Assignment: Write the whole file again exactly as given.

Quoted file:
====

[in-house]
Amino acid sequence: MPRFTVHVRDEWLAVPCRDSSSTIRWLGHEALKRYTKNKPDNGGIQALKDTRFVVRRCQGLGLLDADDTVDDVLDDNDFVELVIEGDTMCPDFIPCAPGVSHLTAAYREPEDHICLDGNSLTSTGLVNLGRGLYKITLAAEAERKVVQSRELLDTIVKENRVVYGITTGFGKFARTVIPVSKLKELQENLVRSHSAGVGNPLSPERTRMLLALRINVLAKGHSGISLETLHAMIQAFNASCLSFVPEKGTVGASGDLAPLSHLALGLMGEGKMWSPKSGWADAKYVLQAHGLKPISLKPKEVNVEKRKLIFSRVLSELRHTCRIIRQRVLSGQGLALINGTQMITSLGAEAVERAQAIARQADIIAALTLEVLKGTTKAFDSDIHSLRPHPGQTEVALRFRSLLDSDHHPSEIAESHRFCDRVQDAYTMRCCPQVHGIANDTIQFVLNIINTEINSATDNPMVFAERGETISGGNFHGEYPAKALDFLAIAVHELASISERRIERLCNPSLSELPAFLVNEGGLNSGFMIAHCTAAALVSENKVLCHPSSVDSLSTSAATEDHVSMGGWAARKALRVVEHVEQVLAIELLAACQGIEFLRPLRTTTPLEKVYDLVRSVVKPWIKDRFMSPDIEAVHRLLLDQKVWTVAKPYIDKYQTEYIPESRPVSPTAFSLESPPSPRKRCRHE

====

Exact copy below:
[in-house]
Amino acid sequence: MPRFTVHVRDEWLAVPCRDSSSTIRWLGHEALKRYTKNKPDNGGIQALKDTRFVVRRCQGLGLLDADDTVDDVLDDNDFVELVIEGDTMCPDFIPCAPGVSHLTAAYREPEDHICLDGNSLTSTGLVNLGRGLYKITLAAEAERKVVQSRELLDTIVKENRVVYGITTGFGKFARTVIPVSKLKELQENLVRSHSAGVGNPLSPERTRMLLALRINVLAKGHSGISLETLHAMIQAFNASCLSFVPEKGTVGASGDLAPLSHLALGLMGEGKMWSPKSGWADAKYVLQAHGLKPISLKPKEVNVEKRKLIFSRVLSELRHTCRIIRQRVLSGQGLALINGTQMITSLGAEAVERAQAIARQADIIAALTLEVLKGTTKAFDSDIHSLRPHPGQTEVALRFRSLLDSDHHPSEIAESHRFCDRVQDAYTMRCCPQVHGIANDTIQFVLNIINTEINSATDNPMVFAERGETISGGNFHGEYPAKALDFLAIAVHELASISERRIERLCNPSLSELPAFLVNEGGLNSGFMIAHCTAAALVSENKVLCHPSSVDSLSTSAATEDHVSMGGWAARKALRVVEHVEQVLAIELLAACQGIEFLRPLRTTTPLEKVYDLVRSVVKPWIKDRFMSPDIEAVHRLLLDQKVWTVAKPYIDKYQTEYIPESRPVSPTAFSLESPPSPRKRCRHE